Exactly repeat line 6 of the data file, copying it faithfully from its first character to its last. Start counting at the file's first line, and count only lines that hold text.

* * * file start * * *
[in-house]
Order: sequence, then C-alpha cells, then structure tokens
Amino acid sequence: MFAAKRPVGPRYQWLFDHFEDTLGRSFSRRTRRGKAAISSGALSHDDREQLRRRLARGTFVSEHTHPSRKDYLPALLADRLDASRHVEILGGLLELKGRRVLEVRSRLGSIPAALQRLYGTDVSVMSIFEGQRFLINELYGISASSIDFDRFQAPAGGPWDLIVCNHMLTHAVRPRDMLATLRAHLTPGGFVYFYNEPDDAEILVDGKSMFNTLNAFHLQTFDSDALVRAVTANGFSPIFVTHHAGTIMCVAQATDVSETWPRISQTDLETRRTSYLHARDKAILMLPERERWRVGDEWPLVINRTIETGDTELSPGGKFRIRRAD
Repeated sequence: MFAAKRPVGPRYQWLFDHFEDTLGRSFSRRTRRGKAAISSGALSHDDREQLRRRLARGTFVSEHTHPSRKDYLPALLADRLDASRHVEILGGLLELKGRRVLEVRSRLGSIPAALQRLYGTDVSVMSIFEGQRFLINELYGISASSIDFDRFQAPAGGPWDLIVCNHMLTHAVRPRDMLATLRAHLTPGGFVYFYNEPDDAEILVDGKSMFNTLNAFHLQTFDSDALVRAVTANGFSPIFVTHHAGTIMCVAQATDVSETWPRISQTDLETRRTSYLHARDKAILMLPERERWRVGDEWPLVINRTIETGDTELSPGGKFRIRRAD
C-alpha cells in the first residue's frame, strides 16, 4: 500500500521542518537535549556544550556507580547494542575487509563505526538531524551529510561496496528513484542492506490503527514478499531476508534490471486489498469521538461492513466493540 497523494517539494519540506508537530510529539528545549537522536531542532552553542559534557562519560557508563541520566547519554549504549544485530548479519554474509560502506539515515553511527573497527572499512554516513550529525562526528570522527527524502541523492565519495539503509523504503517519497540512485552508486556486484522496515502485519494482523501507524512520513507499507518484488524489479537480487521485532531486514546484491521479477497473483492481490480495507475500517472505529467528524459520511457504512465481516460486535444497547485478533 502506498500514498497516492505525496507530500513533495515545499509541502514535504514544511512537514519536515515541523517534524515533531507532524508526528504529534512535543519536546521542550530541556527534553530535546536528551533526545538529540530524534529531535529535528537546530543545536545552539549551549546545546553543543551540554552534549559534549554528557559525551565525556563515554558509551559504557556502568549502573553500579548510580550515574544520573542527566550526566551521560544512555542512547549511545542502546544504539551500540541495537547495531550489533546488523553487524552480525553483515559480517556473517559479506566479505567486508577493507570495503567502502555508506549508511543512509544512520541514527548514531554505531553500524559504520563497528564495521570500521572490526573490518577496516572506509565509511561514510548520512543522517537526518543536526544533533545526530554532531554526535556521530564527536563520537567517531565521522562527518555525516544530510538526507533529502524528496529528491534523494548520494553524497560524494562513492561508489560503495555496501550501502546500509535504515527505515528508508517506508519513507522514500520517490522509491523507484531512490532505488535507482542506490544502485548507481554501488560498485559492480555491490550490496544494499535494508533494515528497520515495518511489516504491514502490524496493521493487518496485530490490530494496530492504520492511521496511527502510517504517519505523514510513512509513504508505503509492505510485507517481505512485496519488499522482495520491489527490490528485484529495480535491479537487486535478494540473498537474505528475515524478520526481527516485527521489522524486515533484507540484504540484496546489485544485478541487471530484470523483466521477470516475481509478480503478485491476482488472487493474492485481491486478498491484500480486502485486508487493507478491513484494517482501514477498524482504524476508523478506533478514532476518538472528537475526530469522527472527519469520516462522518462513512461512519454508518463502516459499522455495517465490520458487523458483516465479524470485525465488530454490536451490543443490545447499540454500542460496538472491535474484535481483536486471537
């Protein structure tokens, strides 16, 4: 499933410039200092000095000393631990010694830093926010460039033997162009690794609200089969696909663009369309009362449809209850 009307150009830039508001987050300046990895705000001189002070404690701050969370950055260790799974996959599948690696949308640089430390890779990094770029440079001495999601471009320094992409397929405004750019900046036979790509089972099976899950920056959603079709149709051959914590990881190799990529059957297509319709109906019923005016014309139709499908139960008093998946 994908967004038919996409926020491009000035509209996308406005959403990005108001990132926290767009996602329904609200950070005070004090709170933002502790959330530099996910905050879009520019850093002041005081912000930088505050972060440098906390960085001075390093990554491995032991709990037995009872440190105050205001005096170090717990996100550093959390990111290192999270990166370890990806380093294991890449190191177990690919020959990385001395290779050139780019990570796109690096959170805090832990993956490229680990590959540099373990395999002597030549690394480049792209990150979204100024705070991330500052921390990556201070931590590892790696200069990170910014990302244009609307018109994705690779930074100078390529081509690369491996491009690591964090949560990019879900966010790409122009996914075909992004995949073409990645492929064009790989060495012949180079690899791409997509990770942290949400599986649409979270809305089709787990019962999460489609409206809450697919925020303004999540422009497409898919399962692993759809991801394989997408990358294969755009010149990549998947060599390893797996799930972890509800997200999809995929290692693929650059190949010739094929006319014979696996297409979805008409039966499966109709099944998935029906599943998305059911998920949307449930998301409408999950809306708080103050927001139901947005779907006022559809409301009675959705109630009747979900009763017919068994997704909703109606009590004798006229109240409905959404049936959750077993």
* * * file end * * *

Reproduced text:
């Protein structure tokens, strides 16, 4: 499933410039200092000095000393631990010694830093926010460039033997162009690794609200089969696909663009369309009362449809209850 009307150009830039508001987050300046990895705000001189002070404690701050969370950055260790799974996959599948690696949308640089430390890779990094770029440079001495999601471009320094992409397929405004750019900046036979790509089972099976899950920056959603079709149709051959914590990881190799990529059957297509319709109906019923005016014309139709499908139960008093998946 994908967004038919996409926020491009000035509209996308406005959403990005108001990132926290767009996602329904609200950070005070004090709170933002502790959330530099996910905050879009520019850093002041005081912000930088505050972060440098906390960085001075390093990554491995032991709990037995009872440190105050205001005096170090717990996100550093959390990111290192999270990166370890990806380093294991890449190191177990690919020959990385001395290779050139780019990570796109690096959170805090832990993956490229680990590959540099373990395999002597030549690394480049792209990150979204100024705070991330500052921390990556201070931590590892790696200069990170910014990302244009609307018109994705690779930074100078390529081509690369491996491009690591964090949560990019879900966010790409122009996914075909992004995949073409990645492929064009790989060495012949180079690899791409997509990770942290949400599986649409979270809305089709787990019962999460489609409206809450697919925020303004999540422009497409898919399962692993759809991801394989997408990358294969755009010149990549998947060599390893797996799930972890509800997200999809995929290692693929650059190949010739094929006319014979696996297409979805008409039966499966109709099944998935029906599943998305059911998920949307449930998301409408999950809306708080103050927001139901947005779907006022559809409301009675959705109630009747979900009763017919068994997704909703109606009590004798006229109240409905959404049936959750077993």